Brazil And FIFA

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By Justin Shaffer - SEATTLE, WA (Mar 5, 2012) US Soccer Players -- Over the weekend, FIFA Secretary General Jerome Valcke triggered a very public back and forth with Brazil over the current state of readiness for the 2014 World Cup, going so far as to say that Brazil needed a “kick up the backside”. Valcke's statements touched on the slow pace of Brazil’s infrastructure improvements, stadium construction delays, and FIFA’s demands for changes in Brazilian laws.

“I don’t understand why things are not moving,” Valcke told reporters. “The stadiums are not on schedule any longer... and why are a lot of things late? The concern is nothing is made or prepared to receive so many people. I am sorry to say but things are not working in Brazil.”

Brazil’s sports minister, Aldo Rabelo, called Valcke’s comments “inappropriate, offensive, and unacceptable.” The ministry went on to say that a letter will be delivered on Monday to FIFA president Sepp Blatter informing him they will no longer deal with Valcke and asking that FIFA appoint a new representative.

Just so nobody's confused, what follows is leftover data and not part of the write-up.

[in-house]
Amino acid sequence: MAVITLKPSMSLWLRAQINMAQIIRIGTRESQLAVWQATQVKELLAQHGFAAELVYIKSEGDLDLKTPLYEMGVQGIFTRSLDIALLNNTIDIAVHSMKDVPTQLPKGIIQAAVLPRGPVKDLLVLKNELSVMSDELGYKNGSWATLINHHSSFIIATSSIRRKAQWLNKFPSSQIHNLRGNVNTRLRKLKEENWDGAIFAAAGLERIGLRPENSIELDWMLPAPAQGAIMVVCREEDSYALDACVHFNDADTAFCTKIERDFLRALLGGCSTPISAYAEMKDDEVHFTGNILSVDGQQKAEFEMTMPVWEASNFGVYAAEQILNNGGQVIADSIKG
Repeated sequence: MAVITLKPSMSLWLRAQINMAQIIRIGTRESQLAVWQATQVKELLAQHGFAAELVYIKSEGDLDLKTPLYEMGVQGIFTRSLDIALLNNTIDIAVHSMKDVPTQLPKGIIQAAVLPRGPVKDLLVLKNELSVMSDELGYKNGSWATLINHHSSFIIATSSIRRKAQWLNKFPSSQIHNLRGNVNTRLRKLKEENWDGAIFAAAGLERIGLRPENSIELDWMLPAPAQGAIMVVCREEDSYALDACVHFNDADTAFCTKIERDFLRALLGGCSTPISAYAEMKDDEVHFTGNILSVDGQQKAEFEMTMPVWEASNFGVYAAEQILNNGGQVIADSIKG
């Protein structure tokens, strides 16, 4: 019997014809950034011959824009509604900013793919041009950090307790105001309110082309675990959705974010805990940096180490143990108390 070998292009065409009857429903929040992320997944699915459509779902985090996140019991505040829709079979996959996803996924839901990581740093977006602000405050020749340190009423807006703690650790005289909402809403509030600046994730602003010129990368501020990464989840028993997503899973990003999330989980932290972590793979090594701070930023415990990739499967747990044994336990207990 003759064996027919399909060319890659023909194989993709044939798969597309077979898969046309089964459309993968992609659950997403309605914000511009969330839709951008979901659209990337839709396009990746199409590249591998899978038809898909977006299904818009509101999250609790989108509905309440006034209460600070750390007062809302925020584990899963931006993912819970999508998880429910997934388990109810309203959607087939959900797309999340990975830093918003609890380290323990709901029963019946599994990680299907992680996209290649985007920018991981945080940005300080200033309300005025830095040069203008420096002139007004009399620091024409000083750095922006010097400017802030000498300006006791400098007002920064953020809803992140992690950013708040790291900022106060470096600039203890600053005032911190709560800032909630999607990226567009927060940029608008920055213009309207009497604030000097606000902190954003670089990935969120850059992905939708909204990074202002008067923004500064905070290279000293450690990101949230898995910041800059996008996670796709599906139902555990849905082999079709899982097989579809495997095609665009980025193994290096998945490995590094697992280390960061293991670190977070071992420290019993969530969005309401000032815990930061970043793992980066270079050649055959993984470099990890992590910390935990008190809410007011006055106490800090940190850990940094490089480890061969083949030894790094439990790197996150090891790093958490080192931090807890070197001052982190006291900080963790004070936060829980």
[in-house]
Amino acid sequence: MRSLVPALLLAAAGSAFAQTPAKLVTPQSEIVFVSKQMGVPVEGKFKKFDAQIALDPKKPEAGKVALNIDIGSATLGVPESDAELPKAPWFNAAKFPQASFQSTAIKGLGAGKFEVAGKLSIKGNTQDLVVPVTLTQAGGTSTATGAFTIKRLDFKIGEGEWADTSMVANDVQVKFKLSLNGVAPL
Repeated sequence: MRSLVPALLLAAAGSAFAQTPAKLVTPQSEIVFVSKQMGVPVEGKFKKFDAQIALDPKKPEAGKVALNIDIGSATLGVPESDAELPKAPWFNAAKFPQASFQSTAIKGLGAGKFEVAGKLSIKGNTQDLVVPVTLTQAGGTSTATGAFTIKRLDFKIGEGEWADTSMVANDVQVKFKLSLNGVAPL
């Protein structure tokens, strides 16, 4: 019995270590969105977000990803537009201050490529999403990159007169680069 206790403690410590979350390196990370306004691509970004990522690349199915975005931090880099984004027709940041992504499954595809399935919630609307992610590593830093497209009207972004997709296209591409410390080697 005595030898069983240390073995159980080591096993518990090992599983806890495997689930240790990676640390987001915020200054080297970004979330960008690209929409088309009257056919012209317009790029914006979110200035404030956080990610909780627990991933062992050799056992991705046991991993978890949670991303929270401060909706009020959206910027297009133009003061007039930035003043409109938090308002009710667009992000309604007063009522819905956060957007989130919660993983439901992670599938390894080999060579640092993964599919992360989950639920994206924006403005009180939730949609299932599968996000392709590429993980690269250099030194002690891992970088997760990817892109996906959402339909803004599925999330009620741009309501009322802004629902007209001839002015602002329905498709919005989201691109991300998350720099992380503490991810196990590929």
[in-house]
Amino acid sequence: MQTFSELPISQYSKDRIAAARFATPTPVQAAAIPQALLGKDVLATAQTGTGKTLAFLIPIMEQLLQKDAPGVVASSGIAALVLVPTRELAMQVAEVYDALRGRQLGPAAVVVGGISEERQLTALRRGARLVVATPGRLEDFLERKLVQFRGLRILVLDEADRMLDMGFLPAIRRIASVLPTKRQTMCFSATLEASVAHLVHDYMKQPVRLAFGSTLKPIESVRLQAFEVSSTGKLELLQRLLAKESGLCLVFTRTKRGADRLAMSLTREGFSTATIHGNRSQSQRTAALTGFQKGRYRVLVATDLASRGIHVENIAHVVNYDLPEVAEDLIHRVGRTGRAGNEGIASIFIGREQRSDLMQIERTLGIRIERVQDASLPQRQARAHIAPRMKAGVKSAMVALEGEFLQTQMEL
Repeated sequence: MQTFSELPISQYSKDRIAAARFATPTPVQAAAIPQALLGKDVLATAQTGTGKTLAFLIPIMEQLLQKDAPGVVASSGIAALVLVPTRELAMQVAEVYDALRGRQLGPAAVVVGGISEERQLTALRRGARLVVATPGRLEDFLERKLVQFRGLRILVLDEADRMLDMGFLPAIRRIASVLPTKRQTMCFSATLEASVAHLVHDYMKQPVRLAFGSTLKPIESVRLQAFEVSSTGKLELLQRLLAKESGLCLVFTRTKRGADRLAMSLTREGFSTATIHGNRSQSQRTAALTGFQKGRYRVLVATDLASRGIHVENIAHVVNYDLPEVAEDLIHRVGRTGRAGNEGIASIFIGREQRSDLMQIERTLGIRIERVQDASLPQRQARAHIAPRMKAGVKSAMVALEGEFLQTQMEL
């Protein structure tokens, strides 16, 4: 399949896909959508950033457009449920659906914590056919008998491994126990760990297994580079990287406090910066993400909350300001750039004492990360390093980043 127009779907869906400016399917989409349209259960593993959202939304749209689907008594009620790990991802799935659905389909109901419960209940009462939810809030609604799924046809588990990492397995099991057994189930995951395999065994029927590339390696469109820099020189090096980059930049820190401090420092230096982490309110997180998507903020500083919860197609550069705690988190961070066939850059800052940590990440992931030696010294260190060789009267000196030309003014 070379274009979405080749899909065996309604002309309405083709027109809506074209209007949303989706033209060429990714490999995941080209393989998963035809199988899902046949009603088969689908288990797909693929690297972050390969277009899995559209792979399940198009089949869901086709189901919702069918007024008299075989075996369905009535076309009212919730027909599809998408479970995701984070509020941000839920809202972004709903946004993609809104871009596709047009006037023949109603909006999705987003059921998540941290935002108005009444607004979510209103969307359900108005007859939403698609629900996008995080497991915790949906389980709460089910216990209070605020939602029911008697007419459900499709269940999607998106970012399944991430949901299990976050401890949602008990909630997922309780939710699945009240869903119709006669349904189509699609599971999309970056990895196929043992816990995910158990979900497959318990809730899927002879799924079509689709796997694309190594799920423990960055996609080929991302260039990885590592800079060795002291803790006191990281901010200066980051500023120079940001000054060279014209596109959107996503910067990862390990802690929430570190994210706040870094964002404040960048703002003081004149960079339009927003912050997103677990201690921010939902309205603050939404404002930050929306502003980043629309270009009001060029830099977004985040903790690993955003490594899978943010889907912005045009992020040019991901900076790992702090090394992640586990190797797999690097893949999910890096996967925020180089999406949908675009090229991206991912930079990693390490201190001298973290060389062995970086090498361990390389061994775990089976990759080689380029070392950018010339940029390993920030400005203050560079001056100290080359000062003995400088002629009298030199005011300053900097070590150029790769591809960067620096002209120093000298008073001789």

Valcke hit back, calling Rabelo’s comments “juvenile” and accusing Rebelo of ignoring the issues at hand. Valcke apologized on Tuesday, sending a letter to Brazil's organizing committee.  Needless to say, this is not where FIFA expected to find itself in March of 2012. 


No one is arguing that infrastructure isn't a problem.  Brazil’s airports are outdated and strained to accommodate the 180 million passengers that visited in 2011. Without significant upgrades, the country’s ability to handle the hundreds of thousands of additional World Cup visitors is questionable. Compounding the seriousness of the issue is the sheer geographic span of Brazil.  Some teams will have to travel 2,000 miles or more between venues. A lack of long-distance rail and lackluster roads leaves air travel as the only realistic option for travel between the many host cities.